Sunday, December 18, 2005

Oscar Part 2: It Matters More than I Thought


I stared at the paperwork through tear-welled eyes...I had been fine until I needed to make decisions: blood tests, a catheter so medication could be administered more quickly in an emergency, “this test is required if he’s over seven, but he’s only 4 and-a-half so it’s your choice,” biopsy back in a week, emergency phone number.... If I were the parent of an actual child I’d have been a wreck.

Oscar was a kitty when he found my parents four years ago in October. He came home with me about 2 weeks later. All he’d had to do was show his face and big eyes through the weeds at the opening of a culvert. I’m such a sucker.

He became Oscar immediately: easy going snuggler, playful, somewhat blind. It took awhile to figure-out that last one. I thought it odd that he’d ignore kibble at his feet, yet would chase one skittering across the floor. I’d never seen a cat stumble over a pillow on the floor, but he did and then continued on his way as if it happened all the time it happens all the time. He rousted-out a nest of bunnies and chased one zig-zag across the backyard -- the Wild Kingdom right in my backyard! I was fascinated. Until he caught it here's the deal: if you make him drop it then YOU have to deal with the half-dead bunny. I think everything finally clicked the day he leapt toward the bed and totally missed it, landed four-footed back on the floor, cocked his head, then trotted off.

He’s got established pathways around furniture, his whiskers are about half the length of those on a typical cat because they get so much use, he rarely runs, he often taps a paw ahead of himself before taking a step forward through a clothing-strewn room, he won’t jump on anything taller than a sofa. The vet confirmed that his eyes have no defined blood vessels. He sees movement, but not much else.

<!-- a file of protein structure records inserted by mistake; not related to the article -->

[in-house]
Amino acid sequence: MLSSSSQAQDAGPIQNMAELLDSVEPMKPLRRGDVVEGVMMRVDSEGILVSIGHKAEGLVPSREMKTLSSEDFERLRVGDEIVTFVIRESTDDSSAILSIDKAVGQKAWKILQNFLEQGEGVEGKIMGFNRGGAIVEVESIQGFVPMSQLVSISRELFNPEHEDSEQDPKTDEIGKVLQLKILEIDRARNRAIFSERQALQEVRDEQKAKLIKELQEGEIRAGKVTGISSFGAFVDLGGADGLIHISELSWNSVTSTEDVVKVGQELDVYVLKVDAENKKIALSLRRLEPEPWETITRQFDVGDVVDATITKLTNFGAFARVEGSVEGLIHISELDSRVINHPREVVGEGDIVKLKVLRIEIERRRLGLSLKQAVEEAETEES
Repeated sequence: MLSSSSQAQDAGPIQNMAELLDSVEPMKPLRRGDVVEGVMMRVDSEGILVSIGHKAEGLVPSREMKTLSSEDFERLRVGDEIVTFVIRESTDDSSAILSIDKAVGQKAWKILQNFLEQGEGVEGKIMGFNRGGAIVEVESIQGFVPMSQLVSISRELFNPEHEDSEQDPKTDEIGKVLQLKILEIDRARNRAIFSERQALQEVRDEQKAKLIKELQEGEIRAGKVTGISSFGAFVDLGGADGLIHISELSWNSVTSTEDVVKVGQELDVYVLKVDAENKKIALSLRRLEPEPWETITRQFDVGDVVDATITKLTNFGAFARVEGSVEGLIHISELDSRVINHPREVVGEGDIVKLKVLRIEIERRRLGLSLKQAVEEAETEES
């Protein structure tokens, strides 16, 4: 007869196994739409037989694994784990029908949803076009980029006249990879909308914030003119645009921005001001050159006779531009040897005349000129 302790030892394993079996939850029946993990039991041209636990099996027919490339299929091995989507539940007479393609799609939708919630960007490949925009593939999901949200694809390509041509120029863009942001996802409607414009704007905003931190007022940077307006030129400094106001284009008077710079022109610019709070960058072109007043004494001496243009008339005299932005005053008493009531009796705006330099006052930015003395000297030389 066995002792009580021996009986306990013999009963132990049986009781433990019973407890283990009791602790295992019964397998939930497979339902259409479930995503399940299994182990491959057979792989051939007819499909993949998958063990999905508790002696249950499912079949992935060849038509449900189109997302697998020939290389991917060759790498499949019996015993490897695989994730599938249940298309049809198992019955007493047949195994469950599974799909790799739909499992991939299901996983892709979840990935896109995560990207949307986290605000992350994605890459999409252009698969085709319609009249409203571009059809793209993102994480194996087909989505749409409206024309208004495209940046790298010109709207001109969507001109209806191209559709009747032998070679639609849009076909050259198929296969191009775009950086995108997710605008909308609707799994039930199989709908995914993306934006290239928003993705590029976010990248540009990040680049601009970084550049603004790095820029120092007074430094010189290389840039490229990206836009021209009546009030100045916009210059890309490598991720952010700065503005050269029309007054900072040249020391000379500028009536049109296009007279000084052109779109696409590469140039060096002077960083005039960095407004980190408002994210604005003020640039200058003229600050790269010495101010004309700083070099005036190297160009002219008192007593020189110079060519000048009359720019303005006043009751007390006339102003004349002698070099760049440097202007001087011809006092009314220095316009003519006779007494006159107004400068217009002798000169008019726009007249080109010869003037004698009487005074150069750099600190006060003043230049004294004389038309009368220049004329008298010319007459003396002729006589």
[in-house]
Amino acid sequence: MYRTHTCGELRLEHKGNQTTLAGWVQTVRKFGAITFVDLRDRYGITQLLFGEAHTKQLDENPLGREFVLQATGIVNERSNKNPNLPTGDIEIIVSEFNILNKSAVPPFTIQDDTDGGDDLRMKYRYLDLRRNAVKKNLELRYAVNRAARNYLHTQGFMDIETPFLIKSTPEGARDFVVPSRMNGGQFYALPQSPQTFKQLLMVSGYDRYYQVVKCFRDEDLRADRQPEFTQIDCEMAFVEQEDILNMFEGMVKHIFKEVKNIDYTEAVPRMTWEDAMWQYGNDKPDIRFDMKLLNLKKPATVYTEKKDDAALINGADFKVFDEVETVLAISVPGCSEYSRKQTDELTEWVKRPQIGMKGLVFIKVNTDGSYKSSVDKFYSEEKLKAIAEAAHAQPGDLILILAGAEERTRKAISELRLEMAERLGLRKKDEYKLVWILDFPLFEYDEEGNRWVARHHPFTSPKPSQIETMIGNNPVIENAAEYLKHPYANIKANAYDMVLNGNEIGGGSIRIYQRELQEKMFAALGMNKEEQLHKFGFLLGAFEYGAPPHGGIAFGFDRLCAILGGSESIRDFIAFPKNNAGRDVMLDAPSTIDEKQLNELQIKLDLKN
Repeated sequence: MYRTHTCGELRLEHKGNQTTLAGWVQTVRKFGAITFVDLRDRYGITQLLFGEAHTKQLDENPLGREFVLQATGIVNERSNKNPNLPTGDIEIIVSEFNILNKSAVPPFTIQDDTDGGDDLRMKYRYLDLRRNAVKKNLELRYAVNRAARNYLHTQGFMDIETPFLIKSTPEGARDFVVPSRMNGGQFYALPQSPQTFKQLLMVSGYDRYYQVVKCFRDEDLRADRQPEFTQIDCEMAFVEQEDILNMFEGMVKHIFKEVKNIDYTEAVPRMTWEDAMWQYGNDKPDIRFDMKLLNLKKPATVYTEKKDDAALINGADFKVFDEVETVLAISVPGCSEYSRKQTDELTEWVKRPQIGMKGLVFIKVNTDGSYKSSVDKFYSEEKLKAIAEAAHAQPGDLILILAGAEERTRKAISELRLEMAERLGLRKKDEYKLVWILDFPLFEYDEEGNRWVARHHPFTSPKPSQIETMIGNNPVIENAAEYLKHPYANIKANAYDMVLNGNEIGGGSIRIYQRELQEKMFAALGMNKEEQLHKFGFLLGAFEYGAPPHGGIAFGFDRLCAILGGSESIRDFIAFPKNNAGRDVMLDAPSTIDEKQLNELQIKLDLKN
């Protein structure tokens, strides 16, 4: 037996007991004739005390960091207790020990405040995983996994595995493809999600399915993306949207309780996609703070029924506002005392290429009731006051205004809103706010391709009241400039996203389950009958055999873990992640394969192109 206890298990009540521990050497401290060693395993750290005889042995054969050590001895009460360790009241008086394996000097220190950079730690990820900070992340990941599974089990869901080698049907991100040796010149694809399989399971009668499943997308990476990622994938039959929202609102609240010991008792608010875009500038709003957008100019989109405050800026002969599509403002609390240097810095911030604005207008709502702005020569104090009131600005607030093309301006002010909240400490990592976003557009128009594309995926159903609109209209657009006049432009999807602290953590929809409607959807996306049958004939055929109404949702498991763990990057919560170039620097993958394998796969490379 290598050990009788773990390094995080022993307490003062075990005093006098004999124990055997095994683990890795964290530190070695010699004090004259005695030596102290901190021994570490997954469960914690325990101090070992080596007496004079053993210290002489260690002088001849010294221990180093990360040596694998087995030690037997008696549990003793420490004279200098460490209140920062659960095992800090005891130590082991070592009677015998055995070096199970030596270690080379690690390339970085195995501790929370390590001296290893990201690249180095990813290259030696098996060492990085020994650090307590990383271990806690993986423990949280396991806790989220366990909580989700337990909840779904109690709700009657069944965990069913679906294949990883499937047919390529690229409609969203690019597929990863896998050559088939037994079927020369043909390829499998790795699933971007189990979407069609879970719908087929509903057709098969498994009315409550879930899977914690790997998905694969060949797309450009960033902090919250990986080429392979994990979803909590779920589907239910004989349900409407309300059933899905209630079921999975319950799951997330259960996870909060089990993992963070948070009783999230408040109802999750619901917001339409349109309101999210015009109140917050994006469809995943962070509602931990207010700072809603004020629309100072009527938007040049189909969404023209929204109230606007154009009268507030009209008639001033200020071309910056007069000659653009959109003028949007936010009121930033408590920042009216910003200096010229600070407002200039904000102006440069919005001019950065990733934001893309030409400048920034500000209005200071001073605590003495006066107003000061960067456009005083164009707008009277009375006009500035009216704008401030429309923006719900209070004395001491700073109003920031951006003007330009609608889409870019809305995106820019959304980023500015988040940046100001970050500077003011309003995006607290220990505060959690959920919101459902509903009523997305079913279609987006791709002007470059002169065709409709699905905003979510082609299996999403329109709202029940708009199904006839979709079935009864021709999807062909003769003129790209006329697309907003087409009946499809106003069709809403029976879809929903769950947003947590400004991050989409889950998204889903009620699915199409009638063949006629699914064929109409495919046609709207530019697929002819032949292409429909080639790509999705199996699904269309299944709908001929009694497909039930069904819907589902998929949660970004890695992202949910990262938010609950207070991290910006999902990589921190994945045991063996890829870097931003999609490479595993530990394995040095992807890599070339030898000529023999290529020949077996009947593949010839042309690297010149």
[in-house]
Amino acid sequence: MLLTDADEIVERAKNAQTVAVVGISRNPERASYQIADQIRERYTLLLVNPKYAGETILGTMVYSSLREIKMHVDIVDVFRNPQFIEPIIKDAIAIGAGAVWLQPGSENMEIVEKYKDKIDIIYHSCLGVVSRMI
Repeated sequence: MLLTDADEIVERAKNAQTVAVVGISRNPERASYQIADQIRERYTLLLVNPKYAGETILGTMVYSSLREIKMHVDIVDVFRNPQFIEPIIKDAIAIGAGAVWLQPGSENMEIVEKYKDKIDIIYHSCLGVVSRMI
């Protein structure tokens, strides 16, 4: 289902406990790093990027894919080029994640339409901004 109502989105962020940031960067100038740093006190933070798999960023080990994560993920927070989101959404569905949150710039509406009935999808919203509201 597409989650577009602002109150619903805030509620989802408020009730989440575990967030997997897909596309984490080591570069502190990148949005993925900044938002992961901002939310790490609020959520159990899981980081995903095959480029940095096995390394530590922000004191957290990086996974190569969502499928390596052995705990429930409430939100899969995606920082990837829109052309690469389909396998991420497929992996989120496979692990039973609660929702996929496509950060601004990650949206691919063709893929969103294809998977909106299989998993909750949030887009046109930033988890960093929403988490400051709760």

Studies show that a pet is a calming presence (1, 2, 3), but Oscar also amazes and amuses, which is probably why I find myself more attached to him than I’ve been to others. That full realization hit as I sat at the vet’s signing paperwork for a lump removal. I imagined him suddenly gone, and I about lost it. If it turns out he’s got kitty cancer, I’ll have time to get myself ready. I just wasn’t ready on Friday.

- OB

6 comments:

George said...

When my wife and I were first married, I took in a stray cat.


Dave was deaf, half-blind, had no hair on it's ears or parts of her body, but she was a cool cat.

Sadly she died about a year after we took her in but at least the last year of her life was comfortable.

Hoping for the best........

Pete said...

My mother-in-law is the queen of rescuing kittens from strange locations, and I know how attached you can get to them after a rescue. Good luck to you and Oscar.

Ptelea said...

My heart skipped a beat when I read this - I will be hoping for the best. My kitty suffered a medical crisis a year and a half ago. I cancelled a work trip to spend time with him and everyone understood. We share your pain.

the old bag said...

Thanks to all of you!

Olaf Vanderhoot said...

i miss all my kitties.

badly.


shyte ~ that sucks.

i'm going to look at O's picture again and then think good thoughts n' crap like that. couldn't hurt, even if it gay as all hell.
~oV

the old bag said...

oV -- thanks for the good thoughts. Things look good for now!